Why Inverse ETFs are not for Everyone

With the ongoing global concerns about inflation, higher interest rates, commodity prices and falling stock markets, the last few months have seen falls in almost all investment portfolios.

Against this backdrop, long-term investors are (rightly, in my view) sitting tight. However, that does not mean these investors are unthinking, or passive. Several have asked me; “If markets are going down at the moment, why not benefit from a falling market by buying Inverse ETF’s?”

Leveraged and inverse ETF's are certainly available. Of the 2,600-plus US-listed ETF's, some 89 are inverse ETF's, and 135 are leveraged or 'geared' products. And some are both leveraged and inverse, like SPXU, the ProShares UltraPro Short S&P500 (SPXU), offering minus 3x daily returns of the S&P500 - if the index drops by $1, the value of this ETF will rise by roughly $3 - This ETF has nearly $1 billion in assets and an expense ratio of just less than 1%.

For more information, see also my earlier article about leveraged ETFs here.

Inverse ETFs

An inverse ETF is an index ETF that gains value when the index it tracks loses value.

It does this by holding assets and derivatives, like options, that are used to generate profits when the underlying index falls. For example, the Short DOW 30 ETF (DOG) profits when the Dow Jones Industrial Average goes down. The DOG's profits are proportional to the Dow's losses.

Investors can use inverse ETFs in their investing strategy to gain when markets are going down, and buying an inverse ETF can be a less risky way to to take a bearish stance on an index or sector than shorting stocks.

Advantages of Inverse ETFs

Inverse ETFs have many of the same benefits as a standard ETF, including being easy and low-cost to buy, and with lower fees than mutual funds.

The traditional way of investing for gains in a falling market is to ‘short’ a stock.

This exposes the investor to the potential of unlimited losses. (See ‘The Volkswagen Short of 2008’).

The benefits of inverse ETFs is that they offer an alternative way of placing bearish bets.

Purchasing shares in an inverse ETF gives them the same investment position you would have by shorting an ETF or index. However, an investor can only lose as much as they paid for the ETF with inverse ETFs.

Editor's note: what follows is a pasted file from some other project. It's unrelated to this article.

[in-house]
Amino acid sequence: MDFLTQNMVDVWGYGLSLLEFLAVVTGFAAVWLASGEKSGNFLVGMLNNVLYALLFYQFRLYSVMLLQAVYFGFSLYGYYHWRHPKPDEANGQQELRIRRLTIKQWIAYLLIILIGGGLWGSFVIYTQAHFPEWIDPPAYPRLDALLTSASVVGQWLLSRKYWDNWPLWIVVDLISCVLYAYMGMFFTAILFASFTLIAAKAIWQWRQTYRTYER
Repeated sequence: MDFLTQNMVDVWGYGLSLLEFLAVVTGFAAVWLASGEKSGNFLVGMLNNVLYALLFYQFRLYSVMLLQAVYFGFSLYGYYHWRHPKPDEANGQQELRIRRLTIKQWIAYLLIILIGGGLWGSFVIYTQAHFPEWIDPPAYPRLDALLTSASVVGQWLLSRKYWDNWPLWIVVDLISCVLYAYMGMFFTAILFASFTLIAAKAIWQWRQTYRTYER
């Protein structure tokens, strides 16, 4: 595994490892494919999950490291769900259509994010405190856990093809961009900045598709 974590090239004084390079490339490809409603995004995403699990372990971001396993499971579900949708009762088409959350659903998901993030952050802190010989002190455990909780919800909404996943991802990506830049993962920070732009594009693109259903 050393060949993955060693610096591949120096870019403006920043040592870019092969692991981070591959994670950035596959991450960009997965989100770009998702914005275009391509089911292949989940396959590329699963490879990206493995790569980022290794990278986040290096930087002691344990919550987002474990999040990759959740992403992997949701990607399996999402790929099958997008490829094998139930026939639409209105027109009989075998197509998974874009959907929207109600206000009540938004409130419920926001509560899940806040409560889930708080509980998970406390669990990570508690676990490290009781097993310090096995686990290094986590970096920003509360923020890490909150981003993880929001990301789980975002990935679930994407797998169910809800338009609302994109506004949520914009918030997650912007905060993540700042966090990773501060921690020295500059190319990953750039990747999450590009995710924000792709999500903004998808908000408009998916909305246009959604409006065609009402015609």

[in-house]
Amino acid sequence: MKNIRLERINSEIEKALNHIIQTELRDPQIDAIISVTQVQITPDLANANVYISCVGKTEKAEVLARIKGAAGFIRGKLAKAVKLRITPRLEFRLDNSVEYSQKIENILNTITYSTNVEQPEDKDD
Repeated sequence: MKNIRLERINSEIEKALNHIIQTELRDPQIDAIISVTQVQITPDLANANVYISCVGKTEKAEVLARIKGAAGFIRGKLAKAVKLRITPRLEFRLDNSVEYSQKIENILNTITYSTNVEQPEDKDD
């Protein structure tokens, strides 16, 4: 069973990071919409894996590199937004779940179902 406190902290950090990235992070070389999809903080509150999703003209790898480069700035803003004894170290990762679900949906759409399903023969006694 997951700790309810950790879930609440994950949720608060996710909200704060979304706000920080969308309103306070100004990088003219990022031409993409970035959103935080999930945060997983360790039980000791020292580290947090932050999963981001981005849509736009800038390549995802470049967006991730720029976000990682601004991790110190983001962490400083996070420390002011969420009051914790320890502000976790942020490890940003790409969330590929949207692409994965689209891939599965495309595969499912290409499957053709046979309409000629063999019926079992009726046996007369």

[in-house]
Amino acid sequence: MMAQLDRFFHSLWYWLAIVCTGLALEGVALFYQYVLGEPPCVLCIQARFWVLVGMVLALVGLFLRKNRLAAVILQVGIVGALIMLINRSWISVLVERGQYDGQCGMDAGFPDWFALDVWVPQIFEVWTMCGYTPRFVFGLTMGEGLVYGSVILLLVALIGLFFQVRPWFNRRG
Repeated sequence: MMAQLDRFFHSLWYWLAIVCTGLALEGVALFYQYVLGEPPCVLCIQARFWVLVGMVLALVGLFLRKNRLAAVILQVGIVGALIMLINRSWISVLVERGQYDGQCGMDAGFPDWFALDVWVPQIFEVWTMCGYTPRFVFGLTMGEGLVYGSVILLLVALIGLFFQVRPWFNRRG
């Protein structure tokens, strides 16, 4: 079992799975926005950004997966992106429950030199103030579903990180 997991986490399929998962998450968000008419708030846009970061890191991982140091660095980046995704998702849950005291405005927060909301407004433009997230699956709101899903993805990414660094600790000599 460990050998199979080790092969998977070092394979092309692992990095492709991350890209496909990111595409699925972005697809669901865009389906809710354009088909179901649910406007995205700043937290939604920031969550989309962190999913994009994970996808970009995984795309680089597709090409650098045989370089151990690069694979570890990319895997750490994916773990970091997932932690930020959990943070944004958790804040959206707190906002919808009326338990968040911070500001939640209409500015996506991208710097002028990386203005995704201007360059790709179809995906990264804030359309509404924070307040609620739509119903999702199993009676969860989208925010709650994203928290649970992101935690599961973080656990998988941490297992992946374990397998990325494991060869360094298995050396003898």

The inverse ETF becomes worthless in a worst-case scenario, but at least you won't owe anyone money, as you might when you short an asset in a traditional sense.

Inverse ETFs are considered to be riskier than traditional ETFs, as they hold derivatives, not real assets, but they are bought outright. This makes them less risky than other forms of bearish bets. There is often unlimited risk when an investor shorts an asset in the traditional sense, and the investor could end up losing much more than they had anticipated.

The investor can only lose as much as they paid for inverse ETF’s. The inverse ETF becomes worthless in a worst-case scenario, but at least you won't owe anyone money.

Disadvantages of Inverse ETFs

One of the main risks of inverse ETFs is their lack of popularity. You can buy many types of ETFs, but you won't find a huge selection of inverse ETFs.

The US ETF market has only about 3% inverse ETFs, and by market value, their proportion of the ETF market is much smaller still. It therefore follows that Inverse ETFs have less liquidity than other ETFs due to much less demand.

As mentioned above, Inverse ETFs typically do not hold real assets, but derivatives, and this makes them intrinsically riskier than their index-tracking counterparts. Unlike passive equity index-tracking ETFs, these inverse ETFs rely on the active management of the derivatives to make gains.

The most popular inverse ETFs will have an expense ratio of about 1.0%, which is double the typical expense ratio for all equity ETFs. This high expense ratio is basically a management fee, and it will impact on profits, regardless of the direction of the underlying market index.

Another risk is that major stock indexes have historically risen when the timescale is long enough. This makes it risky to use inverse ETFs as part of a long-term investment strategy.

History suggests that the index will bounce back sooner or later from any losses. Inverse ETF investors need to keep a close eye on the markets. They can attempt to exit their position before the corresponding index rallies, but given the limited liquidity, this may not be as simple or quick as they assume.

For every seller, there must be a buyer, but who wants to buy the inverse of a rapidly-rising stock market?

The Reality

Inverse ETFs do, of course, have their place.

If you are willing to invest full days in studying market trends, understanding markets, and are prepared to take the gamble, then inverse ETFs can present a great opportunity, but they are still high-risk.

But if you are a long-term investor, avoid them like the plague.

Generally designed for short-term plays on an index or sector by active traders, they should be used in that way, otherwise, they will simply eat away at your capital.

For us long-term investors, sit tight and the wait for the bulls to return - As history predicts they surely will.

  • For personal advice about this article, or any other financial subject, please do not hesitate to contact me

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